Do “fewer guns mean safer communities?” Based on such claims, the federal Government has cracked down heavily on civilian firearms owners over the past few years. In addition to introducing increasingly restrictive regulations, the government has erased the value of over $4 billion worth of private property by ordering its confiscation. Property that was legally owned and legally used is now is forfeit to the government. The government justifies their efforts by saying they intend to “reduce gun violence,” but none of the owners have been accused of a violent act. Nor were any likely to commit a violent crime. Adding insult to injury, the administrative costs of these confiscations could reach into the billions.
Bill C-21 (currently before the Senate) is the most recent move in a multi-year campaign by the Liberal government to disarm Canadian civilians. In 2020, the Trudeau government mandated the confiscation of hundreds of thousands of firearms with a total value of more than $3.0 billion. It’s unclear how many firearms the ban covers—estimates vary from 150,000 to more than 500,000. Purported to be “assault-style weapons,” in reality, many are simply semi-automatic rifles and shotguns that have been popular with hunters and sport shooters for more than 100 years. All of these lawfully owned and used firearms are now prohibited and must be surrendered to the government before the amnesty expires in October 2023.
In 2022, the Trudeau government announced a “national freeze” on handgun sales, prohibiting the legal sale or inheritance of almost all handguns and requiring them to be surrendered without compensation when the owner passes away. The freeze effectively renders approximately one million legal firearms (valued at more than $1.0 billion) worthless. The government will allow special permits for a small number of Olympic competitors, security guards, and wilderness activities such as trapping. The government’s decision, if maintained, will eventually eliminate target sports and put many fish-and-game clubs under severe financial pressure because they rely on target sports for much of their income, as I have explained in an earlier post. Almost all handgun owners are required to join a F&G club to be able to shoot their handgun.
Taken together, the Trudeau government has rendered valueless more than $4.0 billion of private property from law-abiding Canadians while simultaneously bankrupting hundreds of small businesses, including fish-and-game clubs that depend upon sport shooters for their income. Because of the ban, more than 4,500 small and medium-size businesses, which employ more than 40,000 people, are now stuck with large amounts of inventory that are suddenly illegal for them to sell or export. These businesses can’t absorb such losses; many will need to cut jobs or close their doors. The Canadian Sporting Arms and Ammunition Association estimates that the economic loss is between $900 million and $1.06 billion and have negotiated some relief from Ottawa.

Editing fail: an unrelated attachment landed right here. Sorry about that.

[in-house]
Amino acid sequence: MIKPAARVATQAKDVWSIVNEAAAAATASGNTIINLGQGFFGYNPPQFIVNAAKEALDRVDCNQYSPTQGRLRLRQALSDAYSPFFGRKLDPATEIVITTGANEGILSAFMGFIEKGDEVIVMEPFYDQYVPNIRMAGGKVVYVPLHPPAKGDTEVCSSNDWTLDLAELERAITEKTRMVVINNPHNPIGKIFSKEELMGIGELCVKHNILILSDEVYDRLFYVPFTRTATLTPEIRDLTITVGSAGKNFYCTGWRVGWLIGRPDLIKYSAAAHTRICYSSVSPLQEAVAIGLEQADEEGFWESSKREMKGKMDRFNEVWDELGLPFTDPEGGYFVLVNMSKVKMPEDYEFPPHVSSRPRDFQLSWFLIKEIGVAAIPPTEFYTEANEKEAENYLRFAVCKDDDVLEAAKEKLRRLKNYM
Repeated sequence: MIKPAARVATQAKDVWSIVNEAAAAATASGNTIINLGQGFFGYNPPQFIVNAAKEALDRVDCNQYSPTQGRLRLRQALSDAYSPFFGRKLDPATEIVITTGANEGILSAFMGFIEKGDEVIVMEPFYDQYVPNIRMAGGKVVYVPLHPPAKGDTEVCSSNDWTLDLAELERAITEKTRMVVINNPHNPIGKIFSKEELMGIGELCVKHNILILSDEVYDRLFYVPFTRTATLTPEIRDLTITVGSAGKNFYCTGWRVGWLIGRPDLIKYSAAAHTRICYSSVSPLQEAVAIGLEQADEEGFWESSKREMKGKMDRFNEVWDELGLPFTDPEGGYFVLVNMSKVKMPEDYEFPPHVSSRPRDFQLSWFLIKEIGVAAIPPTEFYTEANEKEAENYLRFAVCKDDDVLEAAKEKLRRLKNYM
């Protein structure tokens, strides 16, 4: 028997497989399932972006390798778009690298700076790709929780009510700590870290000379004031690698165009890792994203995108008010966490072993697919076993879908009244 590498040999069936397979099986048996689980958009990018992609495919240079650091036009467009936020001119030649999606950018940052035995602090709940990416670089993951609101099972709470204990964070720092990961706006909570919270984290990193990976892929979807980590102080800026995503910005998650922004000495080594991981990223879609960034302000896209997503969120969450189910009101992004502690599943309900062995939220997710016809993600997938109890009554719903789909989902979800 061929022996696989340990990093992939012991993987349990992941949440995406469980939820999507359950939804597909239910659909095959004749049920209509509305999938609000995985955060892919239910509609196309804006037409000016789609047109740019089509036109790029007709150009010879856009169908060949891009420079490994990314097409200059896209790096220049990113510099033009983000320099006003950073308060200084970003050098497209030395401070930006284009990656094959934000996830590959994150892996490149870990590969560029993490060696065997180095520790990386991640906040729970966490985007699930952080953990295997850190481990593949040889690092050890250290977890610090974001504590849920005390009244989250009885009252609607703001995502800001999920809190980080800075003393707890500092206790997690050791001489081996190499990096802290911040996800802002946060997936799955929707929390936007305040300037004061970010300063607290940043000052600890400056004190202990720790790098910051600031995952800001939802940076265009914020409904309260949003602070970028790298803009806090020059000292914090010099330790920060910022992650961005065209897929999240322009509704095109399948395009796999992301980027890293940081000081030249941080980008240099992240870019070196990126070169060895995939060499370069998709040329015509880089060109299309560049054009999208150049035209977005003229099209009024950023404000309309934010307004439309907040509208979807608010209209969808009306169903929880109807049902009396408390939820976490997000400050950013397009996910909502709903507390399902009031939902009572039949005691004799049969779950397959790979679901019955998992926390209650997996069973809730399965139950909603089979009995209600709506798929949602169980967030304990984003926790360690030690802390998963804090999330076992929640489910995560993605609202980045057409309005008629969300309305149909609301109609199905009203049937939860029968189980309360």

Do fewer guns mean safer communities?
The progressives’ animus against civilian firearms is based on the simplistic notion that, “fewer guns mean safer communities.” While this mantra can be shown to be false, it is widely accepted by those who have little or no experience with firearms. Angus Reid’s opinion surveys find that support for gun bans is greatest among those who admit knowing “nothing” or “not much” about gun laws. (See Questions G1-G3)
Gary Kleck, Professor Emeritus at Florida State University in criminology, conducted a thorough review of studies that tested the idea that higher gun prevalence levels cause higher crime rates, especially higher homicide rates. He found that technically weak research mostly supported the hypothesis, while strong research did not. (See note below.) Kleck concluded that higher gun ownership rates do not cause higher crime rates, including homicide rates. This point can be illustrated by a few examples. First, Canadian firearms owners are exceptionally law-abiding and are less likely to commit murder than other Canadians. Between 2000 and 2020, the number of PAL holders accused of homicide varied from 6 to 21, averaging 12 accused per year out of approximately 2 million PAL holders. The number of PAL holders increased from 1,979,054 to 2,206,755 over this same time period, so the annual rate over 20 years was 0.63 accused per 100,000 PAL holders. But the firearms homicide rate for adult Canadians is 0.72 per 100,000—that’s 14 per cent higher than the PAL holder homicide rate of 0.63 per 100,000. Since almost all PAL holders are male, the firearms homicide rate for adult Canadian males is 1.29 per 100,000. Almost double the homicide rate for PAL holders.